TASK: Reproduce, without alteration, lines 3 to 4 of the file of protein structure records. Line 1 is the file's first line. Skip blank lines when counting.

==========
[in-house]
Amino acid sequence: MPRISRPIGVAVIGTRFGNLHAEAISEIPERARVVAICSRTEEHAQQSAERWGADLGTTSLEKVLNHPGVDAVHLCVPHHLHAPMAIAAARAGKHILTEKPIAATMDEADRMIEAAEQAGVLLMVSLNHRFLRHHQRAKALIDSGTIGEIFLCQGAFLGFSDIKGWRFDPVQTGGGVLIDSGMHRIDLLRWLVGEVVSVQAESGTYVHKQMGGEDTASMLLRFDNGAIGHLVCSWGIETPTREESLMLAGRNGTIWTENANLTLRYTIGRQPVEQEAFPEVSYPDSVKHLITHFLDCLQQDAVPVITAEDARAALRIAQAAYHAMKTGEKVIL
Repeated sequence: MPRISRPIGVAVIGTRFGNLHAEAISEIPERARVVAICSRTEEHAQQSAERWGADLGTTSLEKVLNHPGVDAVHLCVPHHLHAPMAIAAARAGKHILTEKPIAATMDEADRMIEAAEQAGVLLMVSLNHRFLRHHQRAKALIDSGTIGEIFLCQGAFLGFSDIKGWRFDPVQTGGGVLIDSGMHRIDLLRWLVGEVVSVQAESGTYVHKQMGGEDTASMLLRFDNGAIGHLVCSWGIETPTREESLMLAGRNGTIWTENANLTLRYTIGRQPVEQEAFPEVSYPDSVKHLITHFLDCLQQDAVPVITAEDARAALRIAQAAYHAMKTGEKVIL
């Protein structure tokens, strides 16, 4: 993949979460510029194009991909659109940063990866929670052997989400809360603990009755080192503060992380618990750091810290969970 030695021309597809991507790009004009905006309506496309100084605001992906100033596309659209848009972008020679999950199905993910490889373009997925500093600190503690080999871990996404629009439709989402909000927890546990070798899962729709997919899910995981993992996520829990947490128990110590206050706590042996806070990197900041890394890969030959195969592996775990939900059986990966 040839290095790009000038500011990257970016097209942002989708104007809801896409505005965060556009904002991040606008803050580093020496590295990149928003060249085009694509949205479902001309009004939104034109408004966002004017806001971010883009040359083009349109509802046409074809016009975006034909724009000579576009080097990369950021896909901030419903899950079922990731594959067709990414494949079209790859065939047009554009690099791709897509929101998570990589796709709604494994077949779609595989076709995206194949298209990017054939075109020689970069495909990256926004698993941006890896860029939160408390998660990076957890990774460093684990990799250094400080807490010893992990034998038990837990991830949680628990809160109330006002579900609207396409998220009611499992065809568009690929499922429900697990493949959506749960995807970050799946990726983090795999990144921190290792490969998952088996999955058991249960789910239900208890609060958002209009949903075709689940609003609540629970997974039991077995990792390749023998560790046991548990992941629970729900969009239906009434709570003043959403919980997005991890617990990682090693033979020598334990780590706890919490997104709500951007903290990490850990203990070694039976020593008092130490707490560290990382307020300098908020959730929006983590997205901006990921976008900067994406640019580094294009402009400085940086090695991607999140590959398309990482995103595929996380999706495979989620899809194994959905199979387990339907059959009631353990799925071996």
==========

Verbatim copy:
Repeated sequence: MPRISRPIGVAVIGTRFGNLHAEAISEIPERARVVAICSRTEEHAQQSAERWGADLGTTSLEKVLNHPGVDAVHLCVPHHLHAPMAIAAARAGKHILTEKPIAATMDEADRMIEAAEQAGVLLMVSLNHRFLRHHQRAKALIDSGTIGEIFLCQGAFLGFSDIKGWRFDPVQTGGGVLIDSGMHRIDLLRWLVGEVVSVQAESGTYVHKQMGGEDTASMLLRFDNGAIGHLVCSWGIETPTREESLMLAGRNGTIWTENANLTLRYTIGRQPVEQEAFPEVSYPDSVKHLITHFLDCLQQDAVPVITAEDARAALRIAQAAYHAMKTGEKVIL
């Protein structure tokens, strides 16, 4: 993949979460510029194009991909659109940063990866929670052997989400809360603990009755080192503060992380618990750091810290969970 030695021309597809991507790009004009905006309506496309100084605001992906100033596309659209848009972008020679999950199905993910490889373009997925500093600190503690080999871990996404629009439709989402909000927890546990070798899962729709997919899910995981993992996520829990947490128990110590206050706590042996806070990197900041890394890969030959195969592996775990939900059986990966 040839290095790009000038500011990257970016097209942002989708104007809801896409505005965060556009904002991040606008803050580093020496590295990149928003060249085009694509949205479902001309009004939104034109408004966002004017806001971010883009040359083009349109509802046409074809016009975006034909724009000579576009080097990369950021896909901030419903899950079922990731594959067709990414494949079209790859065939047009554009690099791709897509929101998570990589796709709604494994077949779609595989076709995206194949298209990017054939075109020689970069495909990256926004698993941006890896860029939160408390998660990076957890990774460093684990990799250094400080807490010893992990034998038990837990991830949680628990809160109330006002579900609207396409998220009611499992065809568009690929499922429900697990493949959506749960995807970050799946990726983090795999990144921190290792490969998952088996999955058991249960789910239900208890609060958002209009949903075709689940609003609540629970997974039991077995990792390749023998560790046991548990992941629970729900969009239906009434709570003043959403919980997005991890617990990682090693033979020598334990780590706890919490997104709500951007903290990490850990203990070694039976020593008092130490707490560290990382307020300098908020959730929006983590997205901006990921976008900067994406640019580094294009402009400085940086090695991607999140590959398309990482995103595929996380999706495979989620899809194994959905199979387990339907059959009631353990799925071996």